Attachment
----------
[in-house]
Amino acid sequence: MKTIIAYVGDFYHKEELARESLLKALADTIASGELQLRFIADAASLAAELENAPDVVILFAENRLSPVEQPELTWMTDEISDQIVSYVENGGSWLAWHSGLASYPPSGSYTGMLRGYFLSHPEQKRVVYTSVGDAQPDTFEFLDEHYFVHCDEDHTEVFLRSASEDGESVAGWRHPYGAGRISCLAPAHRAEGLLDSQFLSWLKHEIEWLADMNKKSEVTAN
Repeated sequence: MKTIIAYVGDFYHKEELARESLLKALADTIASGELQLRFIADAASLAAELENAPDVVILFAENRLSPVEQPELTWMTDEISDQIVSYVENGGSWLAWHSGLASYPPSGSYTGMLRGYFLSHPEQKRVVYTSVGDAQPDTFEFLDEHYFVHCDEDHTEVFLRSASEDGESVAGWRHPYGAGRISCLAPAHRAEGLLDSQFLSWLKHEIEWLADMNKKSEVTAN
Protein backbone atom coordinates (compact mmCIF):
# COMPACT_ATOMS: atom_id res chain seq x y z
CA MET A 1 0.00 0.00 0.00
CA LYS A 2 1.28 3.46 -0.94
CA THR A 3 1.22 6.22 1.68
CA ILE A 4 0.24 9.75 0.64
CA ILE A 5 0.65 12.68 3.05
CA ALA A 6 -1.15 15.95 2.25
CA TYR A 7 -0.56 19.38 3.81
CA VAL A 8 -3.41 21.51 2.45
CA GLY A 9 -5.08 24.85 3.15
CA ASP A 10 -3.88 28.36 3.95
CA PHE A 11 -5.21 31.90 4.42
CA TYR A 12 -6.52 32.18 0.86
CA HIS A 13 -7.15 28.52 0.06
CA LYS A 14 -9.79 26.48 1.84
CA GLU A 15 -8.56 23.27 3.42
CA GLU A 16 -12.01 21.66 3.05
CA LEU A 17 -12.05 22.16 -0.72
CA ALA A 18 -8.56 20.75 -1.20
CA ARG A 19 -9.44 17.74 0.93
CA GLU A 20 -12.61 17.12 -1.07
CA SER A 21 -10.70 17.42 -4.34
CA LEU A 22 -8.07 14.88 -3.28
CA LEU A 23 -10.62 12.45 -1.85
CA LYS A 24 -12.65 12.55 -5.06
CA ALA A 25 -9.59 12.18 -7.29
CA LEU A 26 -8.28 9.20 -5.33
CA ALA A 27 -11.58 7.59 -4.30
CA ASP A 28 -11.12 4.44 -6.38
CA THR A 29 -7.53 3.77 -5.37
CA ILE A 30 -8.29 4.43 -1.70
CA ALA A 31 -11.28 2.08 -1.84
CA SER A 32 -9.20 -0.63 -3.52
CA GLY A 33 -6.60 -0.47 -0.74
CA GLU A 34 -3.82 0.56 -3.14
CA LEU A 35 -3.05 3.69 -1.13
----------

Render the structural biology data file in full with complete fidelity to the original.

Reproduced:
[in-house]
Amino acid sequence: MKTIIAYVGDFYHKEELARESLLKALADTIASGELQLRFIADAASLAAELENAPDVVILFAENRLSPVEQPELTWMTDEISDQIVSYVENGGSWLAWHSGLASYPPSGSYTGMLRGYFLSHPEQKRVVYTSVGDAQPDTFEFLDEHYFVHCDEDHTEVFLRSASEDGESVAGWRHPYGAGRISCLAPAHRAEGLLDSQFLSWLKHEIEWLADMNKKSEVTAN
Repeated sequence: MKTIIAYVGDFYHKEELARESLLKALADTIASGELQLRFIADAASLAAELENAPDVVILFAENRLSPVEQPELTWMTDEISDQIVSYVENGGSWLAWHSGLASYPPSGSYTGMLRGYFLSHPEQKRVVYTSVGDAQPDTFEFLDEHYFVHCDEDHTEVFLRSASEDGESVAGWRHPYGAGRISCLAPAHRAEGLLDSQFLSWLKHEIEWLADMNKKSEVTAN
Protein backbone atom coordinates (compact mmCIF):
# COMPACT_ATOMS: atom_id res chain seq x y z
CA MET A 1 0.00 0.00 0.00
CA LYS A 2 1.28 3.46 -0.94
CA THR A 3 1.22 6.22 1.68
CA ILE A 4 0.24 9.75 0.64
CA ILE A 5 0.65 12.68 3.05
CA ALA A 6 -1.15 15.95 2.25
CA TYR A 7 -0.56 19.38 3.81
CA VAL A 8 -3.41 21.51 2.45
CA GLY A 9 -5.08 24.85 3.15
CA ASP A 10 -3.88 28.36 3.95
CA PHE A 11 -5.21 31.90 4.42
CA TYR A 12 -6.52 32.18 0.86
CA HIS A 13 -7.15 28.52 0.06
CA LYS A 14 -9.79 26.48 1.84
CA GLU A 15 -8.56 23.27 3.42
CA GLU A 16 -12.01 21.66 3.05
CA LEU A 17 -12.05 22.16 -0.72
CA ALA A 18 -8.56 20.75 -1.20
CA ARG A 19 -9.44 17.74 0.93
CA GLU A 20 -12.61 17.12 -1.07
CA SER A 21 -10.70 17.42 -4.34
CA LEU A 22 -8.07 14.88 -3.28
CA LEU A 23 -10.62 12.45 -1.85
CA LYS A 24 -12.65 12.55 -5.06
CA ALA A 25 -9.59 12.18 -7.29
CA LEU A 26 -8.28 9.20 -5.33
CA ALA A 27 -11.58 7.59 -4.30
CA ASP A 28 -11.12 4.44 -6.38
CA THR A 29 -7.53 3.77 -5.37
CA ILE A 30 -8.29 4.43 -1.70
CA ALA A 31 -11.28 2.08 -1.84
CA SER A 32 -9.20 -0.63 -3.52
CA GLY A 33 -6.60 -0.47 -0.74
CA GLU A 34 -3.82 0.56 -3.14
CA LEU A 35 -3.05 3.69 -1.13